Did you know that nearly all things that can be dumped on the ground surface can impact your groundwater? One of the realities that we face as a state and nation is that many of our surface water bodies are connected to our groundwater systems. This means that contamination found in surface waters can make its way into the groundwater too. Please remember that all drains eventually flow to surface waters that recharge groundwater sources. Whatever you dump down the drain will eventually end up in the water supplies that we all need and rely on. Think of it this way - If you dump it, you will drink it.

Almost everyone knows about public water systems and what they stand for - safe drinking water. Even public water systems obtain all or part of their water supply from groundwater sources. Because of this, when you protect the groundwater where you live, it protects the valuable resource used by many and helps reduce future water treatment costs for each of the users. For those who live outside of the reach of public water mains - the private water well users - when you actively protect the groundwater resource, you help reduce the future cost of constructing and maintaining your well, as well as potentially reducing the cost of the overall water treatment your water requires to protect your health and too look and taste good.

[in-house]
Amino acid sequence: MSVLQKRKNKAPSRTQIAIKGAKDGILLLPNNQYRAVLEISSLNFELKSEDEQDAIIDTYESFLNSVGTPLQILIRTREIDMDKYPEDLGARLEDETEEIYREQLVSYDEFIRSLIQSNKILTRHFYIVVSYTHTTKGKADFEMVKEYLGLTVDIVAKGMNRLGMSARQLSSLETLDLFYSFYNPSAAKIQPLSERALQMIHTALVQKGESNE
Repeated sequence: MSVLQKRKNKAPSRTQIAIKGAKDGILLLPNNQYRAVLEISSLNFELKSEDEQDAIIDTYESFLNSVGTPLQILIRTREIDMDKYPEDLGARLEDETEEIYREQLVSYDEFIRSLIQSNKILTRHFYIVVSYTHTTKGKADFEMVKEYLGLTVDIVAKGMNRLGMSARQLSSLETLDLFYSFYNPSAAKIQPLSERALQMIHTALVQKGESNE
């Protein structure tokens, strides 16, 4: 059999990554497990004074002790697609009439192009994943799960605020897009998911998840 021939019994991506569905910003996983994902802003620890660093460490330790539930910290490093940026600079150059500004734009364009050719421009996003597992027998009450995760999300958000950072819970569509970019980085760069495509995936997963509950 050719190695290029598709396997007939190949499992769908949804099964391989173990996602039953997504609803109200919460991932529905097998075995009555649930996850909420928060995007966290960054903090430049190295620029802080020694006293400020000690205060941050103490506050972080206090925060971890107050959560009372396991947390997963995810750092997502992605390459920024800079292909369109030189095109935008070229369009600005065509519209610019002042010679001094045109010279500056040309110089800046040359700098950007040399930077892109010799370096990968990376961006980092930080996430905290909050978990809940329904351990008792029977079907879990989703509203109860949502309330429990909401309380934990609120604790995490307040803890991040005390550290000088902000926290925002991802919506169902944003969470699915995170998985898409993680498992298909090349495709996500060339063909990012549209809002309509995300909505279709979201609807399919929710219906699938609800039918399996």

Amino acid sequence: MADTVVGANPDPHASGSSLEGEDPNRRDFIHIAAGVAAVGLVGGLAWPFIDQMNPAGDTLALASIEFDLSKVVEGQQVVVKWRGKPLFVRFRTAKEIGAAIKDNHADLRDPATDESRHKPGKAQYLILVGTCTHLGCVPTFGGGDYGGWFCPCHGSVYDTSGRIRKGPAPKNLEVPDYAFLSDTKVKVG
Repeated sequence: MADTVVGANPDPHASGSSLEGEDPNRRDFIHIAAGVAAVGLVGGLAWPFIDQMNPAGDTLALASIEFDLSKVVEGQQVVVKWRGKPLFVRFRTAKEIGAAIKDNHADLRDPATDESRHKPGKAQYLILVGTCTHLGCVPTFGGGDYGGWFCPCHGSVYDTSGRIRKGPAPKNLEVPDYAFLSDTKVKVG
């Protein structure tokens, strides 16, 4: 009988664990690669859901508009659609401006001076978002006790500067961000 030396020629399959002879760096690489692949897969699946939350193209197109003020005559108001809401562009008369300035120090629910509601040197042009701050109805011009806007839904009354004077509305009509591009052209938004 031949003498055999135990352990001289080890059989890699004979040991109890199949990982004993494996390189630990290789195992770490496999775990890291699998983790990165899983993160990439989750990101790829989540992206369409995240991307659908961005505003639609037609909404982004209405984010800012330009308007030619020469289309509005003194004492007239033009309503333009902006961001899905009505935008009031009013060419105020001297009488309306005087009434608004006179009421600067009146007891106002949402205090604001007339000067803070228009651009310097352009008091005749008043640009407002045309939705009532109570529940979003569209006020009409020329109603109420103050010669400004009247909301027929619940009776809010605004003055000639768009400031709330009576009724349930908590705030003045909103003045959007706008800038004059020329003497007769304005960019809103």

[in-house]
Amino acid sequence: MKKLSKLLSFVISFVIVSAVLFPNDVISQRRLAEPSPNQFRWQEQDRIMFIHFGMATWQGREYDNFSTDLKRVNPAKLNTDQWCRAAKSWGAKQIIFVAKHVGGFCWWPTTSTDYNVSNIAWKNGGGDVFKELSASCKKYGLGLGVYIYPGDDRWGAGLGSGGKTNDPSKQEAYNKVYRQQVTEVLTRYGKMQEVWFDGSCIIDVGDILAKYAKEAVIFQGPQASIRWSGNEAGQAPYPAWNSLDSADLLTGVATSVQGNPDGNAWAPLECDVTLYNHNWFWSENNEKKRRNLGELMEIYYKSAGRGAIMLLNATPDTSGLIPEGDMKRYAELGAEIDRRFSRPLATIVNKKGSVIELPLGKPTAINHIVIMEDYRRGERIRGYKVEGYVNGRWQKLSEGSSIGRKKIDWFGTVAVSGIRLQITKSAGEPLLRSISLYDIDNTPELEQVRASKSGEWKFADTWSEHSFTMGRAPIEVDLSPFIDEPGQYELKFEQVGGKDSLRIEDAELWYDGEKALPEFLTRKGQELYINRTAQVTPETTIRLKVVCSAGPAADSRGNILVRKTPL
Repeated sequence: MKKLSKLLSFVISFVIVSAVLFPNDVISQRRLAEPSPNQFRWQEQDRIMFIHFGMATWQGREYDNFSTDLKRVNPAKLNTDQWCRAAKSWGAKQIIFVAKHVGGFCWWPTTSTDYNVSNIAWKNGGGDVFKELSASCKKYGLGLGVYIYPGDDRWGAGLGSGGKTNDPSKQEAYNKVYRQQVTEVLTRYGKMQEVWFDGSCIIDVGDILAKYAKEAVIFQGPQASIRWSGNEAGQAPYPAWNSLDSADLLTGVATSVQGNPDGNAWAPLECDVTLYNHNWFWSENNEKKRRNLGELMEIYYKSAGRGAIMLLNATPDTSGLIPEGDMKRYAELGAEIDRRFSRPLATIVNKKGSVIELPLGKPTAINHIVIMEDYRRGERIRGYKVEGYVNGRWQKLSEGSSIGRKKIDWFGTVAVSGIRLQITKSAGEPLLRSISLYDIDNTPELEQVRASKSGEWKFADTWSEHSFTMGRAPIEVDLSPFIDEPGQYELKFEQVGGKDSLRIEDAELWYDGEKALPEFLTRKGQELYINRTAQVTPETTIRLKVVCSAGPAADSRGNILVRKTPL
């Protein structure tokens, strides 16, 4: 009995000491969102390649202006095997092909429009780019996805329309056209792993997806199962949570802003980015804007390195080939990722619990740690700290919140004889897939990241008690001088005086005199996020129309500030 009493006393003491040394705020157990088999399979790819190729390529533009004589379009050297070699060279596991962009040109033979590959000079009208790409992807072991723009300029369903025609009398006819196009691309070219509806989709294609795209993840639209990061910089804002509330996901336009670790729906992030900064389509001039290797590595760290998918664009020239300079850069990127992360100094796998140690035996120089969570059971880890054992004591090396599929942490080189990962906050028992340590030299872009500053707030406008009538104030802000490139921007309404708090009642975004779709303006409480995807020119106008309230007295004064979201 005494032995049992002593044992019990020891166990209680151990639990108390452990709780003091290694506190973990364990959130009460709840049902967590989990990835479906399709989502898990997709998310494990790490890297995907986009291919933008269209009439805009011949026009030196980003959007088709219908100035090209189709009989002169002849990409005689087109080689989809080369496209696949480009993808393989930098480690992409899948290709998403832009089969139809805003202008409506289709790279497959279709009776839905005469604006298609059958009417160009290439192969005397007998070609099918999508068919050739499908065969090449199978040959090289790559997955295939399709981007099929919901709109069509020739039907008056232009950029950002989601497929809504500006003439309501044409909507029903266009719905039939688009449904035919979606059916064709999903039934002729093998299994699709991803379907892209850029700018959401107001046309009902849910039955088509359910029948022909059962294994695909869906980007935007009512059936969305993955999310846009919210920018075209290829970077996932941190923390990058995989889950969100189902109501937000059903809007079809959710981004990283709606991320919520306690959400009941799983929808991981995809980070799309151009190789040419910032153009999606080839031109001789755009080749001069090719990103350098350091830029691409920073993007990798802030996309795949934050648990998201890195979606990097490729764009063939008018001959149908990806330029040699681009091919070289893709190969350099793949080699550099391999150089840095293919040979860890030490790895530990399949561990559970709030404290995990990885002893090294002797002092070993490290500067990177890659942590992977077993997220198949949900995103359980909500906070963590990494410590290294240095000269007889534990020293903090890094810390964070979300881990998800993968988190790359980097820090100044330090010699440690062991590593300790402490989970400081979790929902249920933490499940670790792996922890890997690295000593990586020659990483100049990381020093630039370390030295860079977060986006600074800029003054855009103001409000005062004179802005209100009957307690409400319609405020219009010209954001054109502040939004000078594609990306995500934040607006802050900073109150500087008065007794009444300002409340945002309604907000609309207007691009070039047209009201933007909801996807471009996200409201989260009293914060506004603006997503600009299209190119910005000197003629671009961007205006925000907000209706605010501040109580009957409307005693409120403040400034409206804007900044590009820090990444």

The bottom line is that when all of us take steps to properly disposes of all potential contaminants and exercise care so we do not spill potential contaminants, it helps protect the our groundwater. Together we can make a difference!

- Knowledge is Power - Understand your drinking water -

Private well users - here is some things to think about... When was the last time that you had your private water system sampled and tested?  Do you know if your water is safe to drink today?   Can you or your family consume the water without worries of illness and chronic long term exposures?

Did you know health organizations recommend that you test your water system at least once each year? How about this fact - did you know residents of 97 of our 99 of Iowa's counties can take advantage of a program that provides free basic water testing for private well owners?

The Iowa Department of Public Health manages a private well testing program called the "Grants to Counties Well Program". This program provides free private water system testing and will help you understand the safety of your drinking water. You can contact your local county environmental health department to arrange your free water test.

Remember, no matter what type of water supply you use, public or private supply, you can make a difference in the overall water quality where you live. The great thing about you doing your part is that it is easy - just be considerate how you handle things that should not be part of our groundwater and your drinking water. Keep this statement in mind - If you dump it, you drink it! The Iowa DNR supports efforts to inform and educate citizens on groundwater protection and promote safe drinking water.

- Is your well located nearby flood prone areas? -

Flood waters can present a hazard to your water supply well regardless if your well is located in the flood way or not. The Iowa DNR has information on how flood waters can impact your water supply well and the items that you should consider before trying to use your well during or after a flood event. Please view our Wells and Flooding document" for additional formation.

- Is the water from your well safe to drink? -

When was the last time that you had your private water well system sampled and your drinking water tested?